Elie Weisel's face seems to mirror the horror he has witnessed. In his pursed lips, his lowered brows, his squinting eyes, he takes in all that he saw in Auschwitz and reflects it back to you, softened by his humanity, tempered by his insight.
For more than 40 years, Weisel has struggled with that horror, trying to determine if life is worth living when it can yield such disgust, if it has any meaning if its very existence can be at the mercy of the most whimsical chance, if there are words that can break the silence that overwhelms all attempts to communicate the reality of the abyss.
Tonight on PBS, Bill Moyers talks with Weisel about a subject most often met with silence -- hate. Weisel was taken to Auschwitz at the age of 15, two weeks before D-Day when the Russian troops were about 12 miles from his Transylvanian village, and saw his mother, little sister and, finally, his father die there. He has sponsored several conferences on "The Anatomy of Hate" in the United States, Israel and Norway.
Moyers used the talks given at the Norway conference for his first special on the topic, which aired earlier this year. Tonight at 10 o'clock on Maryland Public Television, channels 22 and 67, Weisel talks about the subject for an hour.
Early in the interview, he speaks of how difficult it is to speak of hatred, of how those who talked at his conference seemed eager to speak about racism or nationalism or chauvinism or anything but hate. The chord it strikes is too ominous to sound, too deep to observe.
Responding to Moyers' probing questions during this intense hour of television, Weisel looks inside himself for hatred of those who created Auschwitz and other awesome assembly lines of death.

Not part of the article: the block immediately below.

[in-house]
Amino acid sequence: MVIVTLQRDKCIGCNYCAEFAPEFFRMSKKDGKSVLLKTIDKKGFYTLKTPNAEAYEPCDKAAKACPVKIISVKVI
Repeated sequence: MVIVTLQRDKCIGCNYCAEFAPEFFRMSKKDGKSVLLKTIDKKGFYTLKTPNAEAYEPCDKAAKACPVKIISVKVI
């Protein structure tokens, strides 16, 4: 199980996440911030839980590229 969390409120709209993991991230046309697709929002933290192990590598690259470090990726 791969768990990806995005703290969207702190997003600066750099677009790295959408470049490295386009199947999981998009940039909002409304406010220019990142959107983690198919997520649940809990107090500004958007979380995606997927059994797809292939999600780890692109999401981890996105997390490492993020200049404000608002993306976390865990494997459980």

He finds anger, but not hatred. Once, in 1964 during his first visit to Germany since in the war, he seemed ashamed of this, writing that all Jews should have a special place to nurture their hatred. But now he admits that he was wrong, that hatred certainly consumes the hater whether or not it ever does that to the hated.
In talking of Auschwitz, he reserves his most distinct feelings of contempt for the anti-Semites among his fellow inmates. Those were the ones who beat him and his father every day, not the Germans.
"That's something we don't like to talk about," Weisel says. "Because we are embarrassed, because it's so nice to think that there was a community of victims. There wasn't."
Weisel doesn't even find hatred for the Jews among the Nazis, noting that they looked upon the Jews as sub-human and thus not worthy of so strong an emotion as hate.
And after the war, when, as Moyers points out, some Russian troops simply went into towns near the camps and killed Germans, perhaps exorcising their hatred, Weisel says that he found himself most angry with Roosevelt and Churchill because they knew D-Day was coming, they knew liberation was near, but they did nothing to warn the Jews, to tell them to flee. Weisel says that even in 1944, he and his family did not know of Auschwitz. Why weren't they told on the BBC broadcasts they monitored?
As he talks, a smile occasionally comes to Weisel's face. It seems a welcome visitor, but one whose stay will be unfortunately brief. Weisel has seen too much to keep that smile, the brows must close down over the eyes to protect them from more such sights.
It is too bad that this interview seems to have been taped well before the situation in Yugoslavia turned from bad to worse. It would have been interesting to have heard Weisel speak of that war that seems fueled by ethnic hatred.
He does talk of the problems in Eastern Europe with a certain weariness, wondering how this region could have endured what it went through during World War II and not learned the futility of the path it now seems determined to follow. Why do these ancient hatreds stay alive, how can they hibernate for generations, emerging almost half a century later rested and ready for battle? What is it that makes them so strong, so hard to eradicate?
Weisel admits that he does not know. Indeed, he tells Moyers that they should reverse roles because his entire career has been about asking questions, not providing the answers.
The most provocative questions are asked by that face. What is it within us, within the human race, that allowed to happen what that face has seen?
There is no answer, but in Weisel's search for it is meaning and understanding.